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Skills Gap Is Real, Says Accenture Research
Tuesday, November 19, 2013
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Executives are aware that they need to invest more in their people’s ongoing training so that workforces will have the skills their companies will need in the coming years, reports the Accenture 2013 Skills and Employment Trends Survey: Perspectives on Training. For the research, Accenture surveyed 400 executives at large U.S. companies to assess their hiring, staffing and training strategies.

The research finds that skills gaps are becoming more prevalent across most industries, and “meeting the skills gap challenge will depend on strong commitment and action across the full spectrum of talent management and HR, from new approaches to learning and training, to better recruiting and hiring techniques, to better performance management.”

Key findings

  • Nearly half of those surveyed (46 percent) confirm that a skills gap persists for their business.
  • Few organizations will be looking to cut the size of their workforce anytime soon; two-thirds (62 percent) expect their full-time employee headcount to remain the same, and nearly one-third (31 percent) expect it to grow.
  • Skills in greatest demand are in IT (44 percent) and engineering (36 percent), with R&D (29 percent) and sales (29 percent) close behind.
  • Many companies are also looking for leadership, communications, people management, and project management capabilities.

Consequences of skills gaps

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The executives surveyed see a clear link between skills shortages and a variety of negative business results. For example, 69 percent believe that a lack of critical skills will result in increased operating costs. Two-thirds anticipate a loss of business to competitors, and 64 percent expect an impact both on revenues and on reaching revenue growth objectives.

But the Number 1 impact on the company? Employee performance and productivity. Accenture found that 87 percent of those surveyed believe that a skills gap increases stress on existing employees, who need to cope with new challenges while lacking the appropriate toolset of skills.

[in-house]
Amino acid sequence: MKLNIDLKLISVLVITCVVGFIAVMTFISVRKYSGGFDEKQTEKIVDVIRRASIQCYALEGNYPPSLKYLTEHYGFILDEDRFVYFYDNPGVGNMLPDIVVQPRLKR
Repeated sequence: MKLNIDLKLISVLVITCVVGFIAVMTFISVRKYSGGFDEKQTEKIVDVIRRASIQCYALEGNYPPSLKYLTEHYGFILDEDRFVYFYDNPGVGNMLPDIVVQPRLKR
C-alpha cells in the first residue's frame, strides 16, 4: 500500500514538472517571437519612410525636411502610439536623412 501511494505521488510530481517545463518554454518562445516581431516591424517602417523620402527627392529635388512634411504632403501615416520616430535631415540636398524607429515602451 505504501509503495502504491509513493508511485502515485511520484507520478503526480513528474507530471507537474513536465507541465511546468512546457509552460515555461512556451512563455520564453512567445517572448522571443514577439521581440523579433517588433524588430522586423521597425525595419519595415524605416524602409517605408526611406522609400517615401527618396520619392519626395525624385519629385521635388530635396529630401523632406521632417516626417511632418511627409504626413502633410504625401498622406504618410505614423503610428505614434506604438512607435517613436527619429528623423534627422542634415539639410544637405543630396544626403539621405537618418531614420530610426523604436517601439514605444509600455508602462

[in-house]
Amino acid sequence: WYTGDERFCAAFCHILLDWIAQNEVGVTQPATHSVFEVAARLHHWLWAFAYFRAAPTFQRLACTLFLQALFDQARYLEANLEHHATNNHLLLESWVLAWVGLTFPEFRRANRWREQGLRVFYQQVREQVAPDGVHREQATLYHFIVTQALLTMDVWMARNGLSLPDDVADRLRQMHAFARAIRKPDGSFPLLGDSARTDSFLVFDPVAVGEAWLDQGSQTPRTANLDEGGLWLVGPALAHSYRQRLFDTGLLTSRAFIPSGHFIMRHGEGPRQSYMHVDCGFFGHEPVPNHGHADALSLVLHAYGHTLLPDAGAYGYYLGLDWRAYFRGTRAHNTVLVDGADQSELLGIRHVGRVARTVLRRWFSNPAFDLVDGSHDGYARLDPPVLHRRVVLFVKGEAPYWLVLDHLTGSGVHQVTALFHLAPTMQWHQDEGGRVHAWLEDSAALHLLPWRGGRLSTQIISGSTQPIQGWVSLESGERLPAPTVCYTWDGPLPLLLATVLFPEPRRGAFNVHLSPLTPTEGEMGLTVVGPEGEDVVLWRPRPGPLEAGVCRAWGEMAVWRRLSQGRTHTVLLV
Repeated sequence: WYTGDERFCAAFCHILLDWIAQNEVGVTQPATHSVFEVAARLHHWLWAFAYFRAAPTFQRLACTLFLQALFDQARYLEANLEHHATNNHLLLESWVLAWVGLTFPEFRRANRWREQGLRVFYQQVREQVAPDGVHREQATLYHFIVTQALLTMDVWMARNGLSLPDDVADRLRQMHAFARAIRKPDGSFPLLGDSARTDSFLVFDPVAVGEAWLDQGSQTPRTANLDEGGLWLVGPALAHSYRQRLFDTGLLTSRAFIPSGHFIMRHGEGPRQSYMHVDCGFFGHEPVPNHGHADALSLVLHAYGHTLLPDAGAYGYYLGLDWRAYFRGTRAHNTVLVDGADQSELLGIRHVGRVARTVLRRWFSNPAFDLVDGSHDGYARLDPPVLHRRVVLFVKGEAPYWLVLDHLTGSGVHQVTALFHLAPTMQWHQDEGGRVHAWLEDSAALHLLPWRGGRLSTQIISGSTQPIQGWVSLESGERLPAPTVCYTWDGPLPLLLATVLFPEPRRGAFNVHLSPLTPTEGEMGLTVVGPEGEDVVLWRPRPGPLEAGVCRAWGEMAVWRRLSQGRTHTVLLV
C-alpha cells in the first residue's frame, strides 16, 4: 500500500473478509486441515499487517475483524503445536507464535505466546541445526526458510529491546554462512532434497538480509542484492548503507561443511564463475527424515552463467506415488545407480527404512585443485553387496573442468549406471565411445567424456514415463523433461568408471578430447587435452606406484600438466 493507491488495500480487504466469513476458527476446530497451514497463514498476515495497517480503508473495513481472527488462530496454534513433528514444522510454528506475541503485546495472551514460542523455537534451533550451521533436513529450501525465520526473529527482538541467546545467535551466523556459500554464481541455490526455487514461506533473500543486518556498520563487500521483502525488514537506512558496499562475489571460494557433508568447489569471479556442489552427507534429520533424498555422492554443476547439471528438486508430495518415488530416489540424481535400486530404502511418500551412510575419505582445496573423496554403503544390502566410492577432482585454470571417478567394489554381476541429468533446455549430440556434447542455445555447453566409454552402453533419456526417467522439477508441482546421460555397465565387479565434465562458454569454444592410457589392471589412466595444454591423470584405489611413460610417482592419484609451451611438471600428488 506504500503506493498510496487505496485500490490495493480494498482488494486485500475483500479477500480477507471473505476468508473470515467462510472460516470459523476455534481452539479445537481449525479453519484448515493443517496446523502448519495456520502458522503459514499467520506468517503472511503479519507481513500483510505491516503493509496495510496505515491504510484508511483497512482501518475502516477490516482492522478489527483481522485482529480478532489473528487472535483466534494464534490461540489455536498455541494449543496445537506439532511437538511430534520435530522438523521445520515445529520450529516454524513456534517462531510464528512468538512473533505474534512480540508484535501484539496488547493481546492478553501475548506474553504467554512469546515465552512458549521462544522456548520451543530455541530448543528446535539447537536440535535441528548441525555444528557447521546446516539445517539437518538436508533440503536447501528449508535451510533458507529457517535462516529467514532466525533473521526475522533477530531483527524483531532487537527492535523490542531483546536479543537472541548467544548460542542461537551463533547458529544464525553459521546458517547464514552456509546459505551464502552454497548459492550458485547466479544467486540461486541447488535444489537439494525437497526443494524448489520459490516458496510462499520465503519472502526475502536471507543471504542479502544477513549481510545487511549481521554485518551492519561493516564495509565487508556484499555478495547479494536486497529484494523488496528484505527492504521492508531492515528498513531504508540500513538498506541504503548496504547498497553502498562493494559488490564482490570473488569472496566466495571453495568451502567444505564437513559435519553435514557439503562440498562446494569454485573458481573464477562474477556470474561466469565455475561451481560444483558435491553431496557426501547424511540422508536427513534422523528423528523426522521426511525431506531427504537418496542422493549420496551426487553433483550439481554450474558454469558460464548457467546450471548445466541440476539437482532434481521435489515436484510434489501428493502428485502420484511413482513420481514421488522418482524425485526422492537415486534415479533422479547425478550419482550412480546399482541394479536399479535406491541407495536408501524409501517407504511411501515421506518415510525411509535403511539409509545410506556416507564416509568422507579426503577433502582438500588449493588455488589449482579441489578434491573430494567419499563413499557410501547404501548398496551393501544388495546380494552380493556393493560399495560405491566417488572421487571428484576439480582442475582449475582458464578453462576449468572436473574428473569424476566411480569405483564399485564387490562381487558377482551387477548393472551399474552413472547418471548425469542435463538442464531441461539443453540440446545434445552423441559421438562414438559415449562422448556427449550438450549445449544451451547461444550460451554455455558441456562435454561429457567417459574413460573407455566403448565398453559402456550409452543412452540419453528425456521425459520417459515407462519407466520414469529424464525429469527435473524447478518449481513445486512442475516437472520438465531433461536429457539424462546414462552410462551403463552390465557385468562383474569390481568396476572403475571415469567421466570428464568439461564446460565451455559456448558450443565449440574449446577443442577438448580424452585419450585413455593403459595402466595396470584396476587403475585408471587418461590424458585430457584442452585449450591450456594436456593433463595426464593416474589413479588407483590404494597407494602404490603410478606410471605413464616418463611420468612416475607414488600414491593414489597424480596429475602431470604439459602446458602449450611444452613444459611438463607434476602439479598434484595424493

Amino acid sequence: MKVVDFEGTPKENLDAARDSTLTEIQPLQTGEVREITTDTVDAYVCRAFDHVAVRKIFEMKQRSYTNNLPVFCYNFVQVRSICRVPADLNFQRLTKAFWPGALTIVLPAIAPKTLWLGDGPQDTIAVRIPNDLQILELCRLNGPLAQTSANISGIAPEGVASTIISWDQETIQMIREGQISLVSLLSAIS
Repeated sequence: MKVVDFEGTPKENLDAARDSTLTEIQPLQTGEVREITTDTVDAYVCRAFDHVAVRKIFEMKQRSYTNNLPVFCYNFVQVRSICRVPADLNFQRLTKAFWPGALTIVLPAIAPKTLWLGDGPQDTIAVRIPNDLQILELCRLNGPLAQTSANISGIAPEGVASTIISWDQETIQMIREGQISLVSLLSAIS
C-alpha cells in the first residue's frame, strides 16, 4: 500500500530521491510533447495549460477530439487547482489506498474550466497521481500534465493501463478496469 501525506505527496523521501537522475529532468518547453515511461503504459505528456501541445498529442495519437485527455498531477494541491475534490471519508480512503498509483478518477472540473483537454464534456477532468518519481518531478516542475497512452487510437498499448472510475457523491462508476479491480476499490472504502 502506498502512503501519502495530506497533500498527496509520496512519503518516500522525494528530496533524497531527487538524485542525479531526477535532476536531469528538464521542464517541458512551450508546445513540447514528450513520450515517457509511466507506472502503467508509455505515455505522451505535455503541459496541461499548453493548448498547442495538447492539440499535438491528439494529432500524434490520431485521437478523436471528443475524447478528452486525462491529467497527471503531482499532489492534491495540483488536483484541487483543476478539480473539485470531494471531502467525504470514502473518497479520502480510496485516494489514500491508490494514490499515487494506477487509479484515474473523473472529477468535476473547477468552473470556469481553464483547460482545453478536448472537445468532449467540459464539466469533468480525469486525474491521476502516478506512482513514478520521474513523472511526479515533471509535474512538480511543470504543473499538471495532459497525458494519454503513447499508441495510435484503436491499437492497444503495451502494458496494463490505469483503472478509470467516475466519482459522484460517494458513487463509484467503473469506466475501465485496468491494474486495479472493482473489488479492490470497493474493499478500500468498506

A commitment to learning

One of the most hopeful signs in the Accenture skills survey is that executives are committed to training as a means of strengthening workforce capabilities. More than a third of respondents whose companies are facing a skills shortage affirmed that they had not invested enough in training. Many expect investments in training to either increase (51 percent) or at least remain steady (43 percent).

How can organizations get the most out of those investments? Here are two recommendations:

  1. Find the right blend between classroom-, digital- and experience-based training. Survey revealed that learning most often occurs through on-the-job experience (74 percent) and that shadowing and observing others is also important (58 percent). A number of executives Accenture spoke with indicated that they use an apprenticeship model to help newer employees learn from more experienced ones.
  2. Use innovative new learning channels and techniques. More organizations are beginning to include new technologies as part of the training experience. Seventy (70) percent of executives reported that they are currently leveraging innovative learning developments, with 42 percent using mobile delivery for training, 35 percent using social media and 13 percent using gamification, or game-based learning. 
About the Author

Ryann K. Ellis is an editor for the Association of Talent Development (ATD). She has been covering workplace learning and performance for ATD (formerly the American Society for Training & Development) since 1995. She currently manages ATD's Community of Practice blogs, as well as ATD's government-focused magazine, The Public Manager. Contact her at rellis@td.org. 

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